The second leg starts with a right turn to a magnetic heading of 60 degrees. This takes you along the edge of the LAX Class B airspace that has the low floor, with plenty of room to spare. There are no landmarks you can use for this leg (though you will be flying directly to Fullerton Airport, but this is not included in the default scenery).
You will make your turn onto the third leg based on the El Monte NDB radio beacon, using your ADF (automatic direction finder) gauge. The ADF arrow always points to the beacon. So you will fly on your 60-degree heading until the ADF arrow points to 270-degrees, indicating that El Monte is at right angles to your left. Turn to a 330-degree heading, and continue on until you see the airport.
This third leg is about 12 nautical miles long, and you will need to descend to 1,300 feet by the time you reach the airport so that you are at pattern altitude when you get there. Since you will be cruising at 2,800 feet, you must lose 1,500 feet, which will take three minutes at a typical 500 foot per minute descent rate. Since you will be traveling at 130 knots, you will need to start your descent at least 6.5 miles from the airport, so plan on starting down (by reducing your throttle) a minute after you make your turn onto the third leg.
Once you arrive at the airport, assume that the tower clears you to enter a right downwind for landing on Runway 19, and then clears you to land. This means you will fly past the near end of the runway when you reach the airport, then turn to parallel the field with it off your right side. Turn base and then final to set up for your landing.
There’s one more surprise lurking for you. When you are on final approach, you will see that there are some arrows painted at the start of the runway. These indicate a “displaced threshold” and you may not land on this section of the runway. Keep the plane in the air until after you pass over the solid line that indicates the start of the landing zone. (You are permitted to use a displaced threshold for take-off runs, however.)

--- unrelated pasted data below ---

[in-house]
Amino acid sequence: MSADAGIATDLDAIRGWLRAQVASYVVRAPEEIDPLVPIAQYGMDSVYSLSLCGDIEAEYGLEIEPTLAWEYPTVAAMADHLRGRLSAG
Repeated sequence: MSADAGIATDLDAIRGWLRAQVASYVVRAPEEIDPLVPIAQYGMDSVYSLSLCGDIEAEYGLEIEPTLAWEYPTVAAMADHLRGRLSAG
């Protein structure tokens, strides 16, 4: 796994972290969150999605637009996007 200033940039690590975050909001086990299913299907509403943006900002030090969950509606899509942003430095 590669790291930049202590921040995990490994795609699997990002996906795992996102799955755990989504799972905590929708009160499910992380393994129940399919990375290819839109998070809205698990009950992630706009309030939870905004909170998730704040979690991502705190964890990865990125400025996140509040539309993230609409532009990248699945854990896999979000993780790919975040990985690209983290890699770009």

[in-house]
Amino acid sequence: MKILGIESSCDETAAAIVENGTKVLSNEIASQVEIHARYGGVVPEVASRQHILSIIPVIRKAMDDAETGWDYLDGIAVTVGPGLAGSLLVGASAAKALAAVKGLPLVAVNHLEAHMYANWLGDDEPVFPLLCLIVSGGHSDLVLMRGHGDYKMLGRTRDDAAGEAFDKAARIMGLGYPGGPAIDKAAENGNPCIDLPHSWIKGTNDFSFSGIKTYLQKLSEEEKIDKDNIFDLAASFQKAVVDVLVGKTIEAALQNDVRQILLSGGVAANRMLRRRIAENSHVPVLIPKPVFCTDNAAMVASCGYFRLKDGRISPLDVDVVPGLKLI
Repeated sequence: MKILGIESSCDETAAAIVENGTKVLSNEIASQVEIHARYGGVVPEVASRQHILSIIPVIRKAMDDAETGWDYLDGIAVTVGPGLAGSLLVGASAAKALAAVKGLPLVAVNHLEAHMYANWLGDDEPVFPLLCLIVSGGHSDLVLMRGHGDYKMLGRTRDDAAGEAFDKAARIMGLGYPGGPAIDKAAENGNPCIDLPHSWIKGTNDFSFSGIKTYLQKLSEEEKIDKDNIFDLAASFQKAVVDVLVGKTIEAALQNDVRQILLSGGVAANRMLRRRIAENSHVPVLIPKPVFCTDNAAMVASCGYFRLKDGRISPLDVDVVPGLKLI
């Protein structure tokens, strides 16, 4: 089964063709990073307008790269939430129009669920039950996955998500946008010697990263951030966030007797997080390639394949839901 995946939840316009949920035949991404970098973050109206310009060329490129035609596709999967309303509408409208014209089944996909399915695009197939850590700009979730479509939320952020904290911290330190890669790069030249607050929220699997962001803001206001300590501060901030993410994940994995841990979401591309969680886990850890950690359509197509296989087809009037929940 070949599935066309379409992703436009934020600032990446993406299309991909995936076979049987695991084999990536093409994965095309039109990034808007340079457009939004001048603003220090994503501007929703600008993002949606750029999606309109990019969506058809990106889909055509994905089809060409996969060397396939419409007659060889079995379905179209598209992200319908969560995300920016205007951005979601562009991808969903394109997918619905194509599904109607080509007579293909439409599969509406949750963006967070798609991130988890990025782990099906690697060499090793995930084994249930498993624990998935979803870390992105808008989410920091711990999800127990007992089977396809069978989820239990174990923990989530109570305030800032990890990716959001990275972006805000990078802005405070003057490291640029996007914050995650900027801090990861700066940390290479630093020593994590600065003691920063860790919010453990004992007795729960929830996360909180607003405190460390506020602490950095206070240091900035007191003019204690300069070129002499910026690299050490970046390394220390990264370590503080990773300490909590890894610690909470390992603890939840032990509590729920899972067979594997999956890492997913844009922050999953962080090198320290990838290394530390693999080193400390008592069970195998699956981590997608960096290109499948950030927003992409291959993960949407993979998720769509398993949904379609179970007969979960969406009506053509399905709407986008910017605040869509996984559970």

Ready to Fly
You can use the World Airports menu to go directly to Catalina. Choose the “USA - Los Angeles” scenery area, and then “Avalon - Catalina - Runway 4” from the list of airports.
You then need to set your radios and other equipment. Since you are going to be flying under VFR rules, you want to make sure that your transponder is “squawking” 1200, the VFR code. Your NAV1 radio should automatically be tuned to the Catalina VOR (111.40), but you will need to adjust the OBS setting to 12 degrees. This will set up the gauge so you can intercept the radial after takeoff.
Finally, you need to set up the ADF. Choose the ADF option from the Nav/Com menu. Enter the frequency for El Monte, which is 359, and then check the “Activate ADF Gauge” box. The ADF gauge will replace the second NAV gauge on the Cessna panel. Choose OK to return to your cockpit, and you’re ready to fly. If you’re looking for an extra challenge, set the time of day to Dusk, and pretend that you’re flying home after a great day at the beach.
Los Angeles may be crowded both on the ground and in the skies, but with a little careful planning, and a lot of attentive piloting, you can wind your way through the different types of airspace and make much better time than the folks stuck on the freeways.